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A lot of people recently have been hearing that retweets won’t make any difference for PitMad visibility, and that perhaps they should comment instead. Twitter is a very complicated platform, and how agents interact with it is somewhat unpredictable, so giving definite answers here is difficult. But I’d like to try to shed some light on the situation.

Let’s start with the easy one: comments ARE a good way to engage with tweets.

Are they the best? Not necessarily, but for the purposes of PitMad it probably doesn’t matter. The point is engagement, and all forms help.

Let’s break it down. Twitter has an internal engagement score for every tweet on the platform, and higher scores mean higher rankings in Search’s Top tab. There are four types of engagement: Quote Retweets (QRTs), which should net the highest engagement score; Retweets (RTs), which are second highest; Comments; and Likes.

The more engagement a post gets, the more it is surfaced into other users’ feeds and to the top of Search, leading to what I call a virtuous cycle—the more a tweet gets engaged with, the more it appears in other timelines, which leads to more engagements, which leads to more impressions, and you get the idea.

So all forms of engagement are helpful. But let’s talk about how agents actually interact with the contest.

All agents will be using Search to find pitches.

The only question is this: will they be using the Latest tab (or a TweetDeck search), which shows you a reverse-chronological timeline of all tweets in real time, or will they be using the Top tab, which leverages engagement scores to rank tweets?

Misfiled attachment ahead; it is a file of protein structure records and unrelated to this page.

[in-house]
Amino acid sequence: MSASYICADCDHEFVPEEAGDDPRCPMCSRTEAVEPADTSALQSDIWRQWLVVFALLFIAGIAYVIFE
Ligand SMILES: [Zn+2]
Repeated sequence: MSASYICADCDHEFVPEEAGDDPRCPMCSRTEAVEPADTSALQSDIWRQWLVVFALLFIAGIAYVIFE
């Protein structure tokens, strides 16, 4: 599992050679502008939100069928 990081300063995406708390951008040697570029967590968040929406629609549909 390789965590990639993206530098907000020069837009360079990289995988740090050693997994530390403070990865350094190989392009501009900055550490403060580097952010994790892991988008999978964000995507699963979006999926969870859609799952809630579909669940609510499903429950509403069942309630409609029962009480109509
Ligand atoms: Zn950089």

In truth, it will be a mix of both.

If an agent is using the Latest tab or a TweetDeck search, they will not be seeing Retweets (or they will have intentionally removed them from the search). They also won’t see Comments or Quote Retweets, because those tweets don’t contain the #PitMad hashtag (you would be violating contest rules if you included the hashtag in your comments). This means it is purely luck-of-the-draw whether they even see your pitch in this case. Engagement doesn’t matter. There’s nothing you can do aside from write a good pitch and pray.

But I believe that most—if not all—agents will utilize the Top tab at least once during their day. The Top tab ranks tweets based on engagement scores, which is why all those Retweets and Comments matter. If you can place a tweet into the top 100 tweets for your hashtag combo (even better if you’re top 40), you’re definitely getting seen. At that point it just comes down to the pitch itself.

So what’s the point? Should I comment or retweet?

The answer is, either one is fine. Commenting takes a lot longer, so if everyone decides to comment, global engagement for the contest will drastically drop, but that won’t cause any ill effects.

The bottom line is, commenting versus retweeting doesn’t solve any problems. Commenting does not improve the chance an agent will see your tweet in the Latest tab or on TweetDeck. Switching from Retweeting to Commenting will lower overall engagement, depressing the numbers that rank the Top tab, but the global effect should still be minimal. It doesn’t change anything.

But keep in mind that comments are better for morale! So if your goal is to build community and help authors feel good, commenting is the way to go. Just make sure your comments are thoughtful and personalized, and use positive language (this helps the Twitter algorithm even further).

At the end of the day, PitMad is still a popularity contest (or a pure stroke of luck, if the agent is using Latest). Switching from Retweeting to Commenting doesn’t solve any of the fundamental flaws that already plague the contest, but commenting might lead to better morale (at the cost of global engagement).

So do what works for you, and have a lot of fun! Here’s hoping the right agent spots your pitch. And if not, don’t worry—PitMad is still a great place to meet other writers, practice honing your pitches, and get energized by seeing everyone else’s work.